The number one challenge that marketers had in 2017 was generating enough traffic and leads.
This probably won’t come as a surprise to anyone who has ever worked on the agency side, or for a boss that gave them goals, or as a business owner who wants to buy their lunch … as a matter of a fact, leads and traffic matter to everyone!
So if it’s our job to identify content that meets our audience’s demands, and we are living and breathing that every day, why is it so difficult for 63 percent of marketers?
The answer is that the tools we have been using, and the way in which we use them, are imperfect.
For example, using a keyword planner on its own on only tells you one piece of the story. Keyword planners can tell you traffic and competition, but they don’t tell you why someone searched that keyword in the first place or how best to help them find a solution that’s relevant to them.
The characteristics that make up your audience and drive their goals and pain points are hidden in the context of their questions.
At the same time, all of the demographic research in the world won’t tell you the quantitative data on how many people actually sit down and search “forum research” every month (10-100) as opposed to “blog ideas” (1K-10K).
Context and technical search factors together are essential for taking content from ho-hum to spectacularly relevant.
Get Content Context Through Forums
Forums, comments, and communities like Quora or Inbound.org are veritable goldmines for content marketers.
Instead of being limited to the confines of a baseline keyword, marketers are given context through full sentence questions, paragraphs of supporting information, and upvoted answers from peers and experts.
Forums are one way to provide a kaleidoscope of color to an otherwise blank coloring book of ideas.
But that can be easier said than done.
If it’s your job to create five, 10, or 100 pieces of content per week, who has time to manually sift through historical questions and answers across hundreds of internet pages?
There’s a tool for that! Several in fact.
The Best Tools for Gleaning Blog Ideas from Forums
There quite a few tools that do a great job of collecting disparate contextual information from across the web and condensing it into bite-size chunks of information that marketers can use to supplement their keyword research.
Some are paid, and some are free, and they all offer their own benefits and drawbacks.
Here are a few of my favorite tools:
Answer the Public
This was one of the original long-tail research tools, and it’s entirely free!
One of the really cool things about this tool is the data visualization that it produces around your keyword.
The suggested content is broken out into who, what, why, etc. format questions about your keyword.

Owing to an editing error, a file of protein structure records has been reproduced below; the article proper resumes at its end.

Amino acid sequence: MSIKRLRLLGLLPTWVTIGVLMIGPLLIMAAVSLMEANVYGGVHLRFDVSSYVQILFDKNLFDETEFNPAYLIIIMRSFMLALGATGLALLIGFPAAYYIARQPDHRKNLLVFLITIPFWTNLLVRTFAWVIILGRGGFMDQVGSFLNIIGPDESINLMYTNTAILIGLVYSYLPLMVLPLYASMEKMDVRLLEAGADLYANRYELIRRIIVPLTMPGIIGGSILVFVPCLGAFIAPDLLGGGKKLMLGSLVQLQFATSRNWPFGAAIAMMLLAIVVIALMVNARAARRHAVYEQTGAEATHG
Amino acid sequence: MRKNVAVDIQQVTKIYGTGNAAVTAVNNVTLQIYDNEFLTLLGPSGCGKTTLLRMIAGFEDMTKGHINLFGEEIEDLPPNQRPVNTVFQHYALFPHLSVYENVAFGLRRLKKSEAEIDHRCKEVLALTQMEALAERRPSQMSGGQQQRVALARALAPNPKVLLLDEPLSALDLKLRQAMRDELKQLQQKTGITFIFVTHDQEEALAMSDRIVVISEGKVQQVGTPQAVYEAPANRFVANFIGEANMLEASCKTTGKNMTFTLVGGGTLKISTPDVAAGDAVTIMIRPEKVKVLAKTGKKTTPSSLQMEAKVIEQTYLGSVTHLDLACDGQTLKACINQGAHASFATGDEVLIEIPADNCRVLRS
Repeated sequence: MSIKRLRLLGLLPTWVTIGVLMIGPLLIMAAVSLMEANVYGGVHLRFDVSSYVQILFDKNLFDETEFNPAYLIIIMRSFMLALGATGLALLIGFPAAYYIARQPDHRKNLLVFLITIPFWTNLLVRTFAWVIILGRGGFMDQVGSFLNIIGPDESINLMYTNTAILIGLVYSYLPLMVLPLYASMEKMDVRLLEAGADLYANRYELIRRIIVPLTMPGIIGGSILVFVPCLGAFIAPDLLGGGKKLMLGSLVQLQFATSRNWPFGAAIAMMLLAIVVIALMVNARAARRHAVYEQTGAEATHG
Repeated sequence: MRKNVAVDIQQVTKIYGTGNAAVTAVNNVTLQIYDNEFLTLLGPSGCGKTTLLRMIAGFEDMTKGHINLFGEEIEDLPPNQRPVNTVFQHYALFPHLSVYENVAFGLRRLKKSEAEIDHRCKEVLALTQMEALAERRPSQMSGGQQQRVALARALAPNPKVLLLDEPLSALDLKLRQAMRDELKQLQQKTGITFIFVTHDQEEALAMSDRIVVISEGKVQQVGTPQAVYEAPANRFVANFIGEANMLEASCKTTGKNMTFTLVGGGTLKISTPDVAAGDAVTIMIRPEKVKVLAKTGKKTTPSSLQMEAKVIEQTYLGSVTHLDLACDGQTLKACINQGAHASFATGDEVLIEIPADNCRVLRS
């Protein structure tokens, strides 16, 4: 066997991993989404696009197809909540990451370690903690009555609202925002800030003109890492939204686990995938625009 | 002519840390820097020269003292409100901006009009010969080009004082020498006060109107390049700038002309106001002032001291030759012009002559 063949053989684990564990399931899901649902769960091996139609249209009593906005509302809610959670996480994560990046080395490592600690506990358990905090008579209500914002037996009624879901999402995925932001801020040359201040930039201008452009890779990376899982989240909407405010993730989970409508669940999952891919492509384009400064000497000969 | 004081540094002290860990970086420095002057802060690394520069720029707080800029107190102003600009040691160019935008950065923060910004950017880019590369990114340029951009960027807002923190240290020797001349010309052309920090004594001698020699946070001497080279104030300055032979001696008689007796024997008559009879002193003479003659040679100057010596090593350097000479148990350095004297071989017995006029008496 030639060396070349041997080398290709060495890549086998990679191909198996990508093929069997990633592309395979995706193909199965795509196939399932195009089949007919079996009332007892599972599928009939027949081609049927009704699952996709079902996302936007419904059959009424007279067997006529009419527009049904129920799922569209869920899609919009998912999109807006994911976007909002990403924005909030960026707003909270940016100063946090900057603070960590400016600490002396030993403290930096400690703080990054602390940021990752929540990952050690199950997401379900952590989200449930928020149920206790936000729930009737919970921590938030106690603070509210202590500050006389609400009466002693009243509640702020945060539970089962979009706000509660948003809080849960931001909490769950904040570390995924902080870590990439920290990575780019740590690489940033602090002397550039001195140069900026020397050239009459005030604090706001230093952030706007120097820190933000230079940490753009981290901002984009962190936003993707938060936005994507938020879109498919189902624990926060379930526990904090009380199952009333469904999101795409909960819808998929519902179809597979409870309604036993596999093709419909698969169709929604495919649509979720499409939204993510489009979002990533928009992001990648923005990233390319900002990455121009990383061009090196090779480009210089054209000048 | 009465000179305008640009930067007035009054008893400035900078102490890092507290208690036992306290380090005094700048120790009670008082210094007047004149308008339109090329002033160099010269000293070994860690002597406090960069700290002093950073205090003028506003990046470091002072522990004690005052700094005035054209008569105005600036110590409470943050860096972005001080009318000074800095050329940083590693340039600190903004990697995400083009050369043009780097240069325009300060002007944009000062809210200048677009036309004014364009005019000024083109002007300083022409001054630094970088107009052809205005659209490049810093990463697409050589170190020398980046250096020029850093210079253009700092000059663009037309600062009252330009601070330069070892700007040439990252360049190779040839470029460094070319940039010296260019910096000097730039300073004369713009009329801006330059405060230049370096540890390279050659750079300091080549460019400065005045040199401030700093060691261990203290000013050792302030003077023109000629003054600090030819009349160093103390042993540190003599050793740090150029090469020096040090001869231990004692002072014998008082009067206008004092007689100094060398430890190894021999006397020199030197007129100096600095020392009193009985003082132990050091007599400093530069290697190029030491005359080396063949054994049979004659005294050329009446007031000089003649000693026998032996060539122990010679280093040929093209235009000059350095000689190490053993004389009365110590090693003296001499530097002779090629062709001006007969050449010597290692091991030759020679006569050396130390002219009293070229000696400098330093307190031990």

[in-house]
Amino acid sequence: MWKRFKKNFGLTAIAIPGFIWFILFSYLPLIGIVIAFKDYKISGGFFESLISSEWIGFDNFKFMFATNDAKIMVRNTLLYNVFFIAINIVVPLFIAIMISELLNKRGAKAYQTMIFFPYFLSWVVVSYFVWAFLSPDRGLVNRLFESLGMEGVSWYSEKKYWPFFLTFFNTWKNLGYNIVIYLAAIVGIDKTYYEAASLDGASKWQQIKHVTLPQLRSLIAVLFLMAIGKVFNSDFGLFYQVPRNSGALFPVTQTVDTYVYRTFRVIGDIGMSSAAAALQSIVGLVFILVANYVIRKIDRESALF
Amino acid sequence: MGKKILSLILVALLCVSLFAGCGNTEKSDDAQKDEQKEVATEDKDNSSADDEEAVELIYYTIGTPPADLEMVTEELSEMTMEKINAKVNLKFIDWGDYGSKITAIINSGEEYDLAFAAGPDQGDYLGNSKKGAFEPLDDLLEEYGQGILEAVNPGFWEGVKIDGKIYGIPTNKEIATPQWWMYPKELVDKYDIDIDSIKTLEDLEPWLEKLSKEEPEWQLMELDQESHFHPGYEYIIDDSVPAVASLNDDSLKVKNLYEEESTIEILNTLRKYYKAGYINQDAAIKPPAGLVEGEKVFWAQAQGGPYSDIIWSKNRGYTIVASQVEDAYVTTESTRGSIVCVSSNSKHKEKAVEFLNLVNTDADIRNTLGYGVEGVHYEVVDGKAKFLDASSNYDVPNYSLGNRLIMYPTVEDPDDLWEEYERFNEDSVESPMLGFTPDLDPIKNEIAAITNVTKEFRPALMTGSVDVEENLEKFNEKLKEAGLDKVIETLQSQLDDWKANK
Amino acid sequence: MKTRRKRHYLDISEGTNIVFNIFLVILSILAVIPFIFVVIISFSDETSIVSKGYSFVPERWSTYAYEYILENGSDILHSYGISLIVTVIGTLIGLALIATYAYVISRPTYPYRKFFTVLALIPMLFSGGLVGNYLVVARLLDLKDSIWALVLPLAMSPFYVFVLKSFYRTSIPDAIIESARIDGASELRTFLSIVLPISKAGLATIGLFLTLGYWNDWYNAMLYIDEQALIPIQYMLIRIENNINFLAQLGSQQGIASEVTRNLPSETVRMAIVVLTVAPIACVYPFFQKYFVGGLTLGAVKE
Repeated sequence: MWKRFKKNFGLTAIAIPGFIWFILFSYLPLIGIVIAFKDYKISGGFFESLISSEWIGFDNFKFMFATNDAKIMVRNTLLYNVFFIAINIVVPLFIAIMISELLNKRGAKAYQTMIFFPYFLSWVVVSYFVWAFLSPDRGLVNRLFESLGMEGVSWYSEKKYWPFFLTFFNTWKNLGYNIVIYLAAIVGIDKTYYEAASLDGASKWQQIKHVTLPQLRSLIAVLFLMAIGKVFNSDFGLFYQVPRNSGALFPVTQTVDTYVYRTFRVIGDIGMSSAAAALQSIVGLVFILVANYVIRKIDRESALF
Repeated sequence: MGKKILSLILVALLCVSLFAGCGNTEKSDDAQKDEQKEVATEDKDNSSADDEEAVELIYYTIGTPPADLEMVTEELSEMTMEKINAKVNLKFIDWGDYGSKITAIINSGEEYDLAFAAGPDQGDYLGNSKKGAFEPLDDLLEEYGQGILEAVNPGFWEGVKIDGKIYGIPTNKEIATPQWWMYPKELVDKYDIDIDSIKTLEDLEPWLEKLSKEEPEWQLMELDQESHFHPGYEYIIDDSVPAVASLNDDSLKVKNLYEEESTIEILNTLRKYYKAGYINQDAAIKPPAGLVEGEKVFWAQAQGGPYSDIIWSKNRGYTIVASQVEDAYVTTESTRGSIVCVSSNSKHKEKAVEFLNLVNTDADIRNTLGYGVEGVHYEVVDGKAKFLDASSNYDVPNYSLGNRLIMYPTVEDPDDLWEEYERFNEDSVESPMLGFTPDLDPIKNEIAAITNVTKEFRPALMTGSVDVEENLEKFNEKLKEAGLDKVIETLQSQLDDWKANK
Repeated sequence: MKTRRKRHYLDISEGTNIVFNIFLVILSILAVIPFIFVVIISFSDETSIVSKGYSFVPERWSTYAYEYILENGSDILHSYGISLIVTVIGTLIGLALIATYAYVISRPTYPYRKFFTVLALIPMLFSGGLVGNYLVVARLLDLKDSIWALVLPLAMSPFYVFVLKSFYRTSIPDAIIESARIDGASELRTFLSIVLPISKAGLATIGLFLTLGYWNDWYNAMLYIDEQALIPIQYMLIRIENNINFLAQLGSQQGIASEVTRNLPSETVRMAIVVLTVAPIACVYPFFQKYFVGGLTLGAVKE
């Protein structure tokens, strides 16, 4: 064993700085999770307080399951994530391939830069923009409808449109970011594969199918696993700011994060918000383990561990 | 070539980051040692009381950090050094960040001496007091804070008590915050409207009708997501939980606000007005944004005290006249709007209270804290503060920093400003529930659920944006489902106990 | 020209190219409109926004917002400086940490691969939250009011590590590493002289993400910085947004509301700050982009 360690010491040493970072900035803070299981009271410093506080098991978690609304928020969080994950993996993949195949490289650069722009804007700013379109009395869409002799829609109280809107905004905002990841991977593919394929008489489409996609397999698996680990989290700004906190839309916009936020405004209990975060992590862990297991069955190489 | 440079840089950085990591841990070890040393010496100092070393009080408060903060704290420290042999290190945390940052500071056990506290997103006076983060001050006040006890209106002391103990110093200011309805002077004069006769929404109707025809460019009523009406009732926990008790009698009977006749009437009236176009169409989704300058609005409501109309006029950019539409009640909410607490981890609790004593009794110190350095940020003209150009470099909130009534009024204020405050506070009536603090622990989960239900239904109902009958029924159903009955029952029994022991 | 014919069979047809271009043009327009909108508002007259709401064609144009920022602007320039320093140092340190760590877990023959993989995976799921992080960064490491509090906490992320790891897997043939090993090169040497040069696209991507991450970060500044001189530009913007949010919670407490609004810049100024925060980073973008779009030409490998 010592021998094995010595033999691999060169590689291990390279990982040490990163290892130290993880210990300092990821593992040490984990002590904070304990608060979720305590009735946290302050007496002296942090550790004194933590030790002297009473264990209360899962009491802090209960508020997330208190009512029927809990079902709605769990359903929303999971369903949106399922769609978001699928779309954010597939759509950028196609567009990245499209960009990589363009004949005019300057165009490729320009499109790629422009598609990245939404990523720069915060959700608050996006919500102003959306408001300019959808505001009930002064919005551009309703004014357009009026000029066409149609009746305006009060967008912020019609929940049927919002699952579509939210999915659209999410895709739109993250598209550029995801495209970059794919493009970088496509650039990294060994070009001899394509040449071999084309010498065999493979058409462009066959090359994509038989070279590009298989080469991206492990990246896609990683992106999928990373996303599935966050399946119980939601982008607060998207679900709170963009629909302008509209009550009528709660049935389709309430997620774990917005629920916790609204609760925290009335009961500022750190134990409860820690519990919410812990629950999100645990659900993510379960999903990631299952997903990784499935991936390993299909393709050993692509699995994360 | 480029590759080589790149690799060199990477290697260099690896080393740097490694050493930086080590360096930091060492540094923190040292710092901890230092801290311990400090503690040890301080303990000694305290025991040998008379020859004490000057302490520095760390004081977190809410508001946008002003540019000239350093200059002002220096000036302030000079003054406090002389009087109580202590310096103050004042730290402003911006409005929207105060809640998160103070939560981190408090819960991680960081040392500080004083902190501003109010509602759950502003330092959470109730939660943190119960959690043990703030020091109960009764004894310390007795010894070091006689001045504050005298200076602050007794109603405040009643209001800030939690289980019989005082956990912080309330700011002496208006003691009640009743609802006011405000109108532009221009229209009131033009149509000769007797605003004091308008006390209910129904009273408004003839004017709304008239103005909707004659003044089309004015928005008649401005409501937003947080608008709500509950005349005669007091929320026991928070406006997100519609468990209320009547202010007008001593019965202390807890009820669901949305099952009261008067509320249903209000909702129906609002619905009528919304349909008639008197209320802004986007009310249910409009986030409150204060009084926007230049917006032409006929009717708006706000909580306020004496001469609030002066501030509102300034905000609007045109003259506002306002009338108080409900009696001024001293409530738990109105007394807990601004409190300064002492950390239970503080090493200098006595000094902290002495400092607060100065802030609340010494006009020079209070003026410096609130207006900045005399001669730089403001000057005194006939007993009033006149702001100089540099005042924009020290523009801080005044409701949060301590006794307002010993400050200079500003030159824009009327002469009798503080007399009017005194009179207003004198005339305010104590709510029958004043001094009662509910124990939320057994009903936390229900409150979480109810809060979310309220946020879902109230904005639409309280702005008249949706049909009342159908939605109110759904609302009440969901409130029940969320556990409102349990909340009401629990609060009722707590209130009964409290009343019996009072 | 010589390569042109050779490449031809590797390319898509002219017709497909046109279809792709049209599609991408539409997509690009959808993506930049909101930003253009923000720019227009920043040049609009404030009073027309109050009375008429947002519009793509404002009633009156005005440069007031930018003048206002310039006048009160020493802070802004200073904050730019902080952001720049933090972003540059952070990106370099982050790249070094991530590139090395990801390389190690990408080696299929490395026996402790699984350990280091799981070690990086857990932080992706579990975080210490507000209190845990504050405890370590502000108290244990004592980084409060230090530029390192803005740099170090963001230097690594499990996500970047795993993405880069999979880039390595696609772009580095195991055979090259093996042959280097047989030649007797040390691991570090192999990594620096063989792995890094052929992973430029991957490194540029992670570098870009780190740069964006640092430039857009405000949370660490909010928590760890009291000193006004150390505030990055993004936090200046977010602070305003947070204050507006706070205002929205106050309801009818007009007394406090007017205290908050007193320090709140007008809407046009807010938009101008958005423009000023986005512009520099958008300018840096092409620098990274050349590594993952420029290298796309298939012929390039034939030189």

You can then dig into the data more deeply and dig through an alphabetized list of supplementary keywords.
BuzzSumo’s Question Analyzer
BuzzSumo’s aptly named question analyzer tool (originally launched with the name “Bloomberry”) takes this question research process to the next level because it also provides the answers.
It was available for free for a while when it first launched, and then they scaled it back to a limited amount of free searches per month. It now requires a subscription to BuzzSumo, but you can try it out for yourself with a free trial.
As you can see below, Keyword Analyzer provides you with a word cloud of related terms as well as a list of relevant questions by category.
You can even click on these questions and dig into the original source, the answers that were provided, and how people reacted to those answers (a research lover could quickly get lost!).
SEMRush’s Topic Research
SEMRush is the newest player in the topic research tool space.
True to their SEO roots, SEMrush organizes the content slightly differently. Instead of sorting information by frequency or popularity like the others, the information is displayed in the order of the content that has received the most backlinks.
They also list out the questions and most common search terms that are related to your topic. However, while you can click on the headlines of high-scoring blog posts, you cannot click on the questions themselves at this time.
Another feature that I like on this one is the ability to save a topic to favorites so you can remember your search later when you actually sit down to write. Like BuzzSumo’s tool, this feature is available with a subscription to SEMRush’s tool suite.
So We Have Some Tools … Now What?
If you’re a stickler for keywords and optimizing your content for search (which you should be), these tools can only get you through part of the content battle.
It’s important to do the research around keyword competitiveness, distribution strategies, and personas and buyer’s journey.
Forum topic tools, however, offer incredible supplemental information to your content strategy and can easily provide you with a year’s worth of blog posts, video snippets, and social content ideas!
In my opinion, it doesn’t matter if you begin with a strong keyword or start with the question and find a keyword to match it. Most content marketing strategic planning periods include an intensive keyword research period. So if you’ve completed that effectively, you’re probably reciting relevant keywords in your sleep.
Once you have a keyword and a question, it’s time to create some epic content that answers that question for your client. As with any good piece of content, write for your persona, solve for their needs, and drive to a relevant call to action.
This style of content marketing is going to be all the more important in 2018 as voice search devices become a common household fixture. People naturally ask voice searches in a question format (who, what, why, when, where) when speaking to an AI. So if you do your job right, you just may rank for a featured snippet in the SERPs.
More Content Marketing Resources Here:
Screenshots taken by Katy Katz, December 2017